IGP Gasana challenges motorcyclists on security

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IGP Emmanuel. K. Gasana speaking to motorcyclists operating in the City of Kigali.

IGP Emmanuel. K. Gasana speaking to motorcyclists operating in the City of Kigali.

The Inspector General of Police (IGP) Emmanuel K. Gasana has urged thousands of commercial motorcyclists operating in the City of Kigali to be champions of public safety mainly through abiding by traffic rules and providing timely information to the police on wrongdoers.

Addressing the commercial motorcyclists at Amahoro stadium on Saturday, shortly after Umuganda, the Police Chief took stock of their contribution to public safety and development and appealed to them to distance themselves from members who involve in varied malpractices and tarnish the image of their profession.

“Commercial motorcyclists like any other business profession, is valued for its significant role on the economy of Rwanda and individual development in particular, but what you do should as well carry and promote the image of safety and security,” IGP Gasana said.

He urged them to always be vigilant not to be used by criminals, who pose as passengers, and be defined by their professional conduct, integrity and standard for Rwandan values.

He further reminded them to value their lives while on road and ride with care respecting road safety standards, to prevent accidents and loss of lives.

During the event, motorists were given a presentation containing images of some of their colleagues, who violated traffic rules and end up in fatal accidents like overloading, and those caught transporting psychotropic substances.

Reacting on the images, the IGP condemned such malpractices and urged operators to take internal measures and partner with police by reporting such members, who hide behind the profession to abet other crimes and put people’s lives at risk.

“You should stand up against such ill-conducts and whenever you see a colleague violating the law, condemn them and where possible inform security organs,” he said.

“Some of you have had the courage of standing up against your colleagues who are involved in criminal activities; we encourage you to keep that spirit.”

The Police Chief further appealed to the motorcyclists to stand up and partner with police in the fight against corruption and bribery in particular, and utilize available communication channels to report such people, including police officers who involve in such malpractices.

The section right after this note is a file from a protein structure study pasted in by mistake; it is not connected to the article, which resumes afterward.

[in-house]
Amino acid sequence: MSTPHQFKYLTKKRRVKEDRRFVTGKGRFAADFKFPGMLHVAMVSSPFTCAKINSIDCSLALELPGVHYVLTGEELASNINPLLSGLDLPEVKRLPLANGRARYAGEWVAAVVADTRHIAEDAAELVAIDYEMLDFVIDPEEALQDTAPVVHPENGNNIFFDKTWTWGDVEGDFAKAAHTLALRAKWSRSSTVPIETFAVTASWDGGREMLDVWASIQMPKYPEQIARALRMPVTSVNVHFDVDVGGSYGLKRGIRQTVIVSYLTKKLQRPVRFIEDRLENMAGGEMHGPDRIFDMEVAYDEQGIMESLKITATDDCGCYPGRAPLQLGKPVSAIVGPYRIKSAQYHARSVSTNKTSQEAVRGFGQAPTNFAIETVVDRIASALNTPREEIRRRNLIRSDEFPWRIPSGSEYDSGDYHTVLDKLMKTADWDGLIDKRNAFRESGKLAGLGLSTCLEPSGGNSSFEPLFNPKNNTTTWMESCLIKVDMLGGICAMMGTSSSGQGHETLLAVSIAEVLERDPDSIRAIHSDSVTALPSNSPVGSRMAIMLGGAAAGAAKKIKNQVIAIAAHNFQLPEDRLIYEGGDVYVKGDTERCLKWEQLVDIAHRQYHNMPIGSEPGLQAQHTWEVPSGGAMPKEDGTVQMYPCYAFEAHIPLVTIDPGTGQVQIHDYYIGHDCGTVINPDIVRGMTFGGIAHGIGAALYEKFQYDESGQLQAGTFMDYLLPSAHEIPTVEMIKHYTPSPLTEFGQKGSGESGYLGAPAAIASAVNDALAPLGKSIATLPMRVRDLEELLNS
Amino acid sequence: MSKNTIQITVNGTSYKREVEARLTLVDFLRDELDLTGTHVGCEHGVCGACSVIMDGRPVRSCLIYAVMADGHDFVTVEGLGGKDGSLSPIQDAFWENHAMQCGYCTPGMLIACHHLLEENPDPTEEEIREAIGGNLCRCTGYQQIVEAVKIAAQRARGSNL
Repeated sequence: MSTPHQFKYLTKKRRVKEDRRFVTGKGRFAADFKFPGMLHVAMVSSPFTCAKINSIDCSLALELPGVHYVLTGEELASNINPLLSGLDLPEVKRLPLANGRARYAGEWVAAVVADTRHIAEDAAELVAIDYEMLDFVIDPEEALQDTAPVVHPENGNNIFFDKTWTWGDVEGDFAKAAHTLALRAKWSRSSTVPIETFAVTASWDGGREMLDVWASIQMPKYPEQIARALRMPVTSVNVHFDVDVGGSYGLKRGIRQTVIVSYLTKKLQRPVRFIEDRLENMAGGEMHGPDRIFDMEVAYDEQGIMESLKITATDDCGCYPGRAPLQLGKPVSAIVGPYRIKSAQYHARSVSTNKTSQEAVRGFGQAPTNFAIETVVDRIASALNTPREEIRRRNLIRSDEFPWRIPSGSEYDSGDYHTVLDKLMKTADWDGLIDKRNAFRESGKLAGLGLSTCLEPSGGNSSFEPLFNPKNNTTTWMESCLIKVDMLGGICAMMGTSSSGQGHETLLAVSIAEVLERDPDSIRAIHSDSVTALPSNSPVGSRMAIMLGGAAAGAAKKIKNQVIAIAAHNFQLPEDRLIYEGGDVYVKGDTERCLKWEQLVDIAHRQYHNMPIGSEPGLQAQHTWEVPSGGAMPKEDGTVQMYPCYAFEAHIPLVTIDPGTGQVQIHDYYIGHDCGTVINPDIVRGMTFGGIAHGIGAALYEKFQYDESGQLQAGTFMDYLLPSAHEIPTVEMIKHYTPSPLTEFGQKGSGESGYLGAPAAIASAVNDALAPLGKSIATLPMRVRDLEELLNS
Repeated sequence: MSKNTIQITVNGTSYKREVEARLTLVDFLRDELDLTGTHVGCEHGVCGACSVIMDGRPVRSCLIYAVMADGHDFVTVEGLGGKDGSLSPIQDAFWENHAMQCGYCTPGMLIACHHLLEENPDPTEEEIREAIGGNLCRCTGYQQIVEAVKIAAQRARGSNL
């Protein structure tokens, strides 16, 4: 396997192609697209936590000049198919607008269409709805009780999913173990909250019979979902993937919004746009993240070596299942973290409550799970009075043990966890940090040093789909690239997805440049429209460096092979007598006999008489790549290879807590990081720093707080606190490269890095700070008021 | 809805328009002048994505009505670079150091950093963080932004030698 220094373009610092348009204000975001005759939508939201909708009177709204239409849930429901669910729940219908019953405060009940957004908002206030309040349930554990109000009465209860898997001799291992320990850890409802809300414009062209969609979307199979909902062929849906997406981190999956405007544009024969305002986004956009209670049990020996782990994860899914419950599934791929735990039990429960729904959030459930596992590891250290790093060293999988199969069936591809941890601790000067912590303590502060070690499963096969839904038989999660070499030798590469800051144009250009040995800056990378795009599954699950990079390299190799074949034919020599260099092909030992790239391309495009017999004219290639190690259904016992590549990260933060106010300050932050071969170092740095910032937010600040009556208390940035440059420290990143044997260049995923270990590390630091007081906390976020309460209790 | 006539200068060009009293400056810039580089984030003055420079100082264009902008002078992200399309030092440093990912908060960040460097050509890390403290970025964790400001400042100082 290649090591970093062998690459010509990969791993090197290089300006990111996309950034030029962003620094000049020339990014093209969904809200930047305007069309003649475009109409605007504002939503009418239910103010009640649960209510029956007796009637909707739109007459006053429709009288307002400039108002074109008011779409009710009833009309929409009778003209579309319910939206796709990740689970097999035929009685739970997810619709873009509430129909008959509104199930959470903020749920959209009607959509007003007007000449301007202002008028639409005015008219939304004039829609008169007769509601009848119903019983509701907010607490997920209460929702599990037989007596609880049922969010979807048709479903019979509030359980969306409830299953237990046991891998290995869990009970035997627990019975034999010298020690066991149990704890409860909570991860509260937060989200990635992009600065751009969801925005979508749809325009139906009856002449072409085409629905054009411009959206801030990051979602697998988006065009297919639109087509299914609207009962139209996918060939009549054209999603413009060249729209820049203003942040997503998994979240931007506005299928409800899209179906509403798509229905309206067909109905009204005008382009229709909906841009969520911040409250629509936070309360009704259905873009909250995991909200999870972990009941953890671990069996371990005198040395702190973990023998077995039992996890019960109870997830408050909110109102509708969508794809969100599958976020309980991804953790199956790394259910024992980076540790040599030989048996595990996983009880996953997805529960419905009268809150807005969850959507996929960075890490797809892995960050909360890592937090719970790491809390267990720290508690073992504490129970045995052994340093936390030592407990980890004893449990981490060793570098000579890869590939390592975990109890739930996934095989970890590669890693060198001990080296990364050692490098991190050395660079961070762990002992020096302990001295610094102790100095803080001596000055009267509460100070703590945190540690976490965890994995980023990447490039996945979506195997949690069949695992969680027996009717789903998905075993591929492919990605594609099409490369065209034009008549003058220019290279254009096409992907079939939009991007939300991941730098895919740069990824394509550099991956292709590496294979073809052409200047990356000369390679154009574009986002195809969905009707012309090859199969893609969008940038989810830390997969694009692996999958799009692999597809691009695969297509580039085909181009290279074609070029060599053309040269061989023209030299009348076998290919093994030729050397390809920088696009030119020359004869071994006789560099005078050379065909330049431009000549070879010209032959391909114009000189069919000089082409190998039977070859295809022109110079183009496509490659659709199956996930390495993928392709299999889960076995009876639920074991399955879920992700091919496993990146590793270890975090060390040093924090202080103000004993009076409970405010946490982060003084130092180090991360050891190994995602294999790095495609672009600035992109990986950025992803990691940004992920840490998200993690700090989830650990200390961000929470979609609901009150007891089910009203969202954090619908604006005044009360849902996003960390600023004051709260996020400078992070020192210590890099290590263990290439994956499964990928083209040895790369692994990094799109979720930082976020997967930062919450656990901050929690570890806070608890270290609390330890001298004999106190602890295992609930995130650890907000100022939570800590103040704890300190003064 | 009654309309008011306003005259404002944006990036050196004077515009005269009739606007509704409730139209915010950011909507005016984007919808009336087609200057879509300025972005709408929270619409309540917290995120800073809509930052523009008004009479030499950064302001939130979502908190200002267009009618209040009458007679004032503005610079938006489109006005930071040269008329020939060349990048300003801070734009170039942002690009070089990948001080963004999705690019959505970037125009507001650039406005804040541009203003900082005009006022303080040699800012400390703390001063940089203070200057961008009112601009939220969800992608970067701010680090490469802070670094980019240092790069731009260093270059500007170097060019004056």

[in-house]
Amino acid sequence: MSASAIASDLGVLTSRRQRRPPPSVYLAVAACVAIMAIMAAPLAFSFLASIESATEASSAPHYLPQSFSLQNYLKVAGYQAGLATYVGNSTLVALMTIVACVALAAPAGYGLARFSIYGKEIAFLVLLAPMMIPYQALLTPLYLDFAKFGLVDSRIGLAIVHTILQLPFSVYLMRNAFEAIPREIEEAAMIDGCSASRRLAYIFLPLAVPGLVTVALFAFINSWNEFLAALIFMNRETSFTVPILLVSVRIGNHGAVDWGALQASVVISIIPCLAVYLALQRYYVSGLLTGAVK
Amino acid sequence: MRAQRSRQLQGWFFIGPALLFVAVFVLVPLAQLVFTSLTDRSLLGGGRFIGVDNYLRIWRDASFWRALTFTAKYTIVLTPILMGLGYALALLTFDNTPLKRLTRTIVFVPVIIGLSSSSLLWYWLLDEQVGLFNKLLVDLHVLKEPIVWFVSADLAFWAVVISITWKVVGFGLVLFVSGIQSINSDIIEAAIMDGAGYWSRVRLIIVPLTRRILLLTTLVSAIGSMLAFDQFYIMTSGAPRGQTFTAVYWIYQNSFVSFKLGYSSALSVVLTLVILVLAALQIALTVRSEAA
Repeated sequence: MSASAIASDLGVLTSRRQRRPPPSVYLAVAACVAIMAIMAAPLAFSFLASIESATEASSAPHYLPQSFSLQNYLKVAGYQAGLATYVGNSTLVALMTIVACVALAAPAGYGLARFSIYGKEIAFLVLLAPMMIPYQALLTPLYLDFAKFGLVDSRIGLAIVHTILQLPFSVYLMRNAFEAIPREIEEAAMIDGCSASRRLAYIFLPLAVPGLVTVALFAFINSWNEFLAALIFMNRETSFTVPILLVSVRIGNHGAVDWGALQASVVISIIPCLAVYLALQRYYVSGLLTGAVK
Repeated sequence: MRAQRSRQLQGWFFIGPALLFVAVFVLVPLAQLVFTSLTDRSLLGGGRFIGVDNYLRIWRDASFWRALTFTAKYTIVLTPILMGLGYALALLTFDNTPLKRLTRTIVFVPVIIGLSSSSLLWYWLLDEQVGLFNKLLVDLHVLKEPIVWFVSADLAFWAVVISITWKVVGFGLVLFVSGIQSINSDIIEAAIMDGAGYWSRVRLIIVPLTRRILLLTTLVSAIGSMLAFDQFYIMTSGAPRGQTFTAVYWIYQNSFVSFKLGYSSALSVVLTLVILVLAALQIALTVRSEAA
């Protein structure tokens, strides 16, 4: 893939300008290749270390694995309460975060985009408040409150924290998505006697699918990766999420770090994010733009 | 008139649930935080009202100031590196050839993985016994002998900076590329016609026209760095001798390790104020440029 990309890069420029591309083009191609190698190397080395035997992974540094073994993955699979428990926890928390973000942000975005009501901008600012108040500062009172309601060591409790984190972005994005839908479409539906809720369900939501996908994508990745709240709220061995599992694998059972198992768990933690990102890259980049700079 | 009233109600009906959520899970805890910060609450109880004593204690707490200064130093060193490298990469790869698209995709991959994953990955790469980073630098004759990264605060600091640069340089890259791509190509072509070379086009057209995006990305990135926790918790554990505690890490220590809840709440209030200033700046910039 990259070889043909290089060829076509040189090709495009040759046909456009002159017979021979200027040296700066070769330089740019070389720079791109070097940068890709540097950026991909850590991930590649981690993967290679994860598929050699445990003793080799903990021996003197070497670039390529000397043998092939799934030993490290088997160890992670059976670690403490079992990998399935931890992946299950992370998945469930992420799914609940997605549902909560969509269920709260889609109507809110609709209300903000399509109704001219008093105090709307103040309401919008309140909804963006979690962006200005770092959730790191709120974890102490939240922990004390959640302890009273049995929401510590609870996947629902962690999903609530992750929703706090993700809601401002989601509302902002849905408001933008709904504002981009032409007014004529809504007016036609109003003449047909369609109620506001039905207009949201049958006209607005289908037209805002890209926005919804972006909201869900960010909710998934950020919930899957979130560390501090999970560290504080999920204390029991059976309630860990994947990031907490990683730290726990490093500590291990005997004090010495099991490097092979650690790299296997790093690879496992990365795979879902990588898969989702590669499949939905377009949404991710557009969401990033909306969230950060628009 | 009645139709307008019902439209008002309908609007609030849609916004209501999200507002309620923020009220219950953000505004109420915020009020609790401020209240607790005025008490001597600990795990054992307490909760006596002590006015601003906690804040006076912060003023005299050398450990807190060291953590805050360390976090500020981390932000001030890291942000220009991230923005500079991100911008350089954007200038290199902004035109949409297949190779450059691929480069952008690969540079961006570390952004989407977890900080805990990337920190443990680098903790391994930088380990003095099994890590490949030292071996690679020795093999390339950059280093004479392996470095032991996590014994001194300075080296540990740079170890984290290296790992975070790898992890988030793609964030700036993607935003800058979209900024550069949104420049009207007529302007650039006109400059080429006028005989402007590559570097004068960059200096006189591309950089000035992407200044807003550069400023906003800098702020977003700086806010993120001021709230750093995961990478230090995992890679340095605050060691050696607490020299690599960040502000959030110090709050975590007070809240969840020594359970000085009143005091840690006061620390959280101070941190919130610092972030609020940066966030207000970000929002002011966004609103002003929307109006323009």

Rwanda National Police currently has ten toll-free lines allocated for varied issues. They include 110 for maritime, 111 for fire and rescue brigade, 112 for emergency, 113 and 118 for traffic-related issues, 997 corruptions, 3511 abuse by police officer, 3512 A-GBV, 3029 Isange One Stop Centre and 116 child help line.

He highlighted drug abuse and human trafficking as other high impact crimes which they should give focus to fight.

The Vice Mayor in Charge of Economic development in the City of Kigali, Parfait Busabizwa, ceased the opportunity to tutor motorcyclists on the link between security and hygiene.

“Rwanda’s main resource is her person; that’s why we can’t afford to lose them because of a single individual’s mistakes. If you encounter one of your colleagues violating traffic rules, inform the police immediately,” Busabizwa said.

The vice mayor went on to urge them to take part in government development programmes saying that “there is a lot Rwanda can achieve through collective efforts.”

The President of the federation of motorcycle cooperatives in Rwanda (FERWACOTAMO) Celestin Ntaganzwa thanked Rwanda National Police for its continued partnership and requested the force to train more of their federation security personnel – a request that the IGP granted.

 

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